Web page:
Michael Kagan (Associate Producer): Regretfully, the distribution company at the time was TriStar. And I think that they killed the film. They killed the film because, um, because they came back over here after they had a test screening, in New Jersey if I'm not mistaken, and the reactions were not good. I think that they approach the wrong way. The fact that they changed it from Space Vampires to Lifeforce was the biggest mistake. Because Space Vampires is a cult book. And has followers. It has followers. And when people come in expecting Lifeforce; it's not Lifeforce. It's Space Vampires.

Lifeforce

Part 5: Alternate Endings to a True Hollywood Story

Lifeforce was released by TriStar on June 21, 1985. It proved to be neither a financial success nor was it a critical one. In fact—with write-ups like below—it was the worst reviewed movie of Tobe Hooper's career.

NOT MUCH LIFE IN "LIFEFORCE" VILLAINS

The New York Times (June 23, 1985)

By Janet Maslin

About 30 seconds into Tobe Hooper's "Lifeforce," two things become clear: that this film is going to make no sense, and that Hooper's directorial work on "Poltergeist" may indeed have been heavily influenced by Steven Spielberg, who wrote and co-produced that film. "Lifeforce" shows off Hooper's way with a whirling mass of protoplasm, just as "Poltergeist" did. But its style is shrill and fragmented enough to turn "Lifeforce" into hysterical vampire porn. 

220px-Invadersmarsposter

Despite the poor reviews, Hooper went on to fulfill his three-picture deal with Cannon. He next directed a remake of Invaders from Mars and then The Texas Chainsaw Massacre 2. Both films were released in 1986, and both grossed less than $10 million at the box office. And following this string of unsuccessful releases, the options—both for Tobe Hooper and Cannon Films—were quite limited when it came to that very important question: What's next?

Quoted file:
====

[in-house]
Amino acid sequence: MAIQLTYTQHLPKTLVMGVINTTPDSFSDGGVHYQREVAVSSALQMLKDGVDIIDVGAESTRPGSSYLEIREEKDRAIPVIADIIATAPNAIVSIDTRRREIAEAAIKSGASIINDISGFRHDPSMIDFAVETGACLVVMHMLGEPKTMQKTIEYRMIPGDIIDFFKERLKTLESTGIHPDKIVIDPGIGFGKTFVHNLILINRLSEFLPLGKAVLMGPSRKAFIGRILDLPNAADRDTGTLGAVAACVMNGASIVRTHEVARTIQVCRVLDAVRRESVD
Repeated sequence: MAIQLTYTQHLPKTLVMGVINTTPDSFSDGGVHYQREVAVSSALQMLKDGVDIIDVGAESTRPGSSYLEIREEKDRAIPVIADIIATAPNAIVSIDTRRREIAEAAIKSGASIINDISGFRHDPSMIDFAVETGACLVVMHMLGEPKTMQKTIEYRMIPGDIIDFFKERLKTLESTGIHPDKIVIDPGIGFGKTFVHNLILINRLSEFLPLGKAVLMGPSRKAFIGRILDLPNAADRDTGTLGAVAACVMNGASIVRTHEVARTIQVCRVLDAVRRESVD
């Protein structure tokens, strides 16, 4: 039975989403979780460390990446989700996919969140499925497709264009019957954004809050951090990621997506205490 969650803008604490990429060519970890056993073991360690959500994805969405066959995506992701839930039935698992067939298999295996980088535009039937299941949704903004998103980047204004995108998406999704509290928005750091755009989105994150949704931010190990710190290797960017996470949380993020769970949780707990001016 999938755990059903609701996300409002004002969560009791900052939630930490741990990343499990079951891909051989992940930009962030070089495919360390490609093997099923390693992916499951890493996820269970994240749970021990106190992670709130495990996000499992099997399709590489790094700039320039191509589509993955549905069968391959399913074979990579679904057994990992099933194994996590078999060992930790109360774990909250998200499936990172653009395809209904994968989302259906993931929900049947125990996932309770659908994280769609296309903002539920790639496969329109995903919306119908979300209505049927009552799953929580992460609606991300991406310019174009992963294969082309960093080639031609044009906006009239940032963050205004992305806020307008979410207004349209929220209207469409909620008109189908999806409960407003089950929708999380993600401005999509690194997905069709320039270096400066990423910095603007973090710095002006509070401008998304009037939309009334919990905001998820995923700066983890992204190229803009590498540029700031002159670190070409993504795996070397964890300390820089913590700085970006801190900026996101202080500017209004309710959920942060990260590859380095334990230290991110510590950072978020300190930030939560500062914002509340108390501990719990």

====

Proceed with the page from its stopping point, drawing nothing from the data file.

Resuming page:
For Hooper, his ensuing work was mostly confined to television; either one-off episodes or made-for-TV movies. For Cannon, their appetite remained unprecedentedly large—in 1986, they produced a whopping 43 films—but by 1987 the company was reeling financially and was only a shell of itself by the end of the decade. And in 1994, after the release of Hellbound, Cannon formally shut its doors.

With stories like this it's so tempting to wonder what could have been? What if Cannon had just tempered their ambition? What if Spielberg had said things a bit differently to The Los Angeles Times? And what if, going back to 1972, Tobe Hooper hadn't felt such a visceral need to escape from a department store? Would different answers to any of the above have yielded a series of alternate endings?

What-ifs are infinitely fun to ponder but it's what-was that becomes endlessly real. And perhaps the best way to sum up what happened with Lifeforce—the context-free, net-net result of what once was Space Vampires—is with a final thought from the author who wrote the book on which all of this was based.

"John Fowles once told me that the film The Magus (made from his highly successful novel) was the worst movie ever made," wrote Colin Wilson in his autobiography Dreaming to Some Purpose. '[But] after seeing Lifeforce, I sent him a postcard, telling him I had done him one better."